Protein Purification: Theoretical and Methodological Considerations
Peptides and Proteins
Published Online: 15 SEP 2006
Copyright © 2000 John Wiley & Sons, Ltd. All rights reserved.
Encyclopedia of Analytical Chemistry
How to Cite
Takács, B. J. 2006. Protein Purification: Theoretical and Methodological Considerations. Encyclopedia of Analytical Chemistry. .
- Published Online: 15 SEP 2006
With the rapid advances in recombinant DNA technologies, it became possible to express large amounts of virtually any protein in different host cells, including bacteria, yeast, insect, and mammalian cells. Efficient purification methods are becoming more and more important as the need for protein drugs continues to expand. In this article we cover some basic procedures for the purification of soluble recombinant proteins expressed in Escherichia coli and methods to obtain soluble and active protein from insoluble and inactive inclusion bodies. Finally, methods for the purification of native intrinsic membrane proteins from human lymphoblastoid cell lines, using immobilized monoclonal antibodies (mAbs), are presented.
As a first step, the protein of interest has to be released into an aqueous extract. Following extraction, residual debris and intact cells are removed by centrifugation. Nucleic acids are either hydrolyzed or precipitated to reduce the viscosity of the extract. A crude enrichment for the protein of interest is made based on its differential solubility in ammonium sulfate. This is then followed by high-resolution chromatographic methods. The type of chromatographic matrices and the order of their use are evaluated in pilot experiments for column selection. By combining the specificity and discriminatory powers of various chromatographic techniques, it is possible to isolate rapidly a single protein species from a heterogeneous mixture.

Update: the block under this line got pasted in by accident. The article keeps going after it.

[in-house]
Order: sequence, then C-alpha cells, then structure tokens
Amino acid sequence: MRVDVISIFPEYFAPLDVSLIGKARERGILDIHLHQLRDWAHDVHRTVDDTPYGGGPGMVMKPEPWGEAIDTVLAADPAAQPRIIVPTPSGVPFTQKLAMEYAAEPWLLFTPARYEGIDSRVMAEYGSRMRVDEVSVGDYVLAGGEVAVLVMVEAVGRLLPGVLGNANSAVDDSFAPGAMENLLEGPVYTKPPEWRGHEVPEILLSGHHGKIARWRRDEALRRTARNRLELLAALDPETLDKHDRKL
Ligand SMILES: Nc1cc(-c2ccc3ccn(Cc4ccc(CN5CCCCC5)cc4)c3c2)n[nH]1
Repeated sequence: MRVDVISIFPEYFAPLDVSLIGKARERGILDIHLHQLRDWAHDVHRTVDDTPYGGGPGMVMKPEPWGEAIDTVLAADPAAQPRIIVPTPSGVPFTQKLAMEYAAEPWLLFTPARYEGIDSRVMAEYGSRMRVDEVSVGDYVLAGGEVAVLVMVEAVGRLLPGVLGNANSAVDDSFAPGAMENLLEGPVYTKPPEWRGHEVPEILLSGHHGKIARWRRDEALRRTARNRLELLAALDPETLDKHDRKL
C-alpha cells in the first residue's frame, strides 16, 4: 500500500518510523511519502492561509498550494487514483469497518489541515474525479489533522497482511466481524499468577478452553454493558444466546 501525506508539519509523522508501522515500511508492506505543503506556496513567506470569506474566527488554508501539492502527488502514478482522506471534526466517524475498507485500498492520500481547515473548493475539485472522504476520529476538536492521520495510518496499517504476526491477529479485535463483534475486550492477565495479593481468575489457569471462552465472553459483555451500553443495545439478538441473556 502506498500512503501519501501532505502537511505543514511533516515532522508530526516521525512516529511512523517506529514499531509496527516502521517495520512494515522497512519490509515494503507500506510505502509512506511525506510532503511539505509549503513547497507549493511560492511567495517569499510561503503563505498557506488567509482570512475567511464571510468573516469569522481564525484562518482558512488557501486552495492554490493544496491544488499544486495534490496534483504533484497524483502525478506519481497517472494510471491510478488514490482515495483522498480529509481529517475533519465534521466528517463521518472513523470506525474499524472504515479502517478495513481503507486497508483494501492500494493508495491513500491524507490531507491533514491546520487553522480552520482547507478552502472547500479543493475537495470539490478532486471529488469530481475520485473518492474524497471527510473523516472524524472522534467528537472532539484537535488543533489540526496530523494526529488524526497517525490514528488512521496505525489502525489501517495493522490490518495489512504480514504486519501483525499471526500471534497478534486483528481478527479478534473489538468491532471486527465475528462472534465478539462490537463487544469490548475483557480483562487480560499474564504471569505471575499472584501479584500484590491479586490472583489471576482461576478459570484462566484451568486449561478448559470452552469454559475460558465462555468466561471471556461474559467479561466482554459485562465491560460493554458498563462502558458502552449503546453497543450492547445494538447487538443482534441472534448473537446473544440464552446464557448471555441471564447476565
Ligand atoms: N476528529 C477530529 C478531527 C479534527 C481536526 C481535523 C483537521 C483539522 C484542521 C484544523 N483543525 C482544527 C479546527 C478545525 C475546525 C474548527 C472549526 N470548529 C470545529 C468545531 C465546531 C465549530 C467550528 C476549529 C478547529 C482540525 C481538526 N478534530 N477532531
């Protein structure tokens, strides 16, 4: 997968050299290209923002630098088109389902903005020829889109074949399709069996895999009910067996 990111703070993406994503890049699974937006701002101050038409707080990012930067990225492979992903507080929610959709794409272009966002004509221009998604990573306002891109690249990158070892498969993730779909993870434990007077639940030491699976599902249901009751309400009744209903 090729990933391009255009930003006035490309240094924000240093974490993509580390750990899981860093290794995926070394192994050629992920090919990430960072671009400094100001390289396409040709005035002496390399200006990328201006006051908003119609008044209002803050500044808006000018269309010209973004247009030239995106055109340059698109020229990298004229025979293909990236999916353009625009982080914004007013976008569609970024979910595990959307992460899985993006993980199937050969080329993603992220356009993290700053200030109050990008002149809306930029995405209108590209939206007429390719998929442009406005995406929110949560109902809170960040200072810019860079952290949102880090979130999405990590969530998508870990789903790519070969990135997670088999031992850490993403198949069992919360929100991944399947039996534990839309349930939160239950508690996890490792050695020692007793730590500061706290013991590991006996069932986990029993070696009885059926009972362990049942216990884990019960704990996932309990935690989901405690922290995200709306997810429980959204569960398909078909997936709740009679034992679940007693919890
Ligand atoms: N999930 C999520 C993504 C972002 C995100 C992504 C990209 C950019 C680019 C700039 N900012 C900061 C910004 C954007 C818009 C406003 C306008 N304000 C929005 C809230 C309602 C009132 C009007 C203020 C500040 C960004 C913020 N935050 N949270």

For the purification of native intrinsic membrane proteins, the use of immunoaffinity methods is emphasized, since specific mAbs may be obtained even against low-copy-number membrane proteins by reducing a multispecific antibody response to a series of monospecific responses by cloning. The use of immobilized, highly specific mAbs is demonstrated in the purification of human leukocyte antigen D-related (HLA-DR) antigens.
Rapid advances in complete genome sequences provide us with a continuously expanding number of new potential therapeutic targets. These proteins will have to be purified and characterized. The existence of a functional protein blueprint will be invaluable not only for the diagnosis but possibly also for the treatment of many diseases.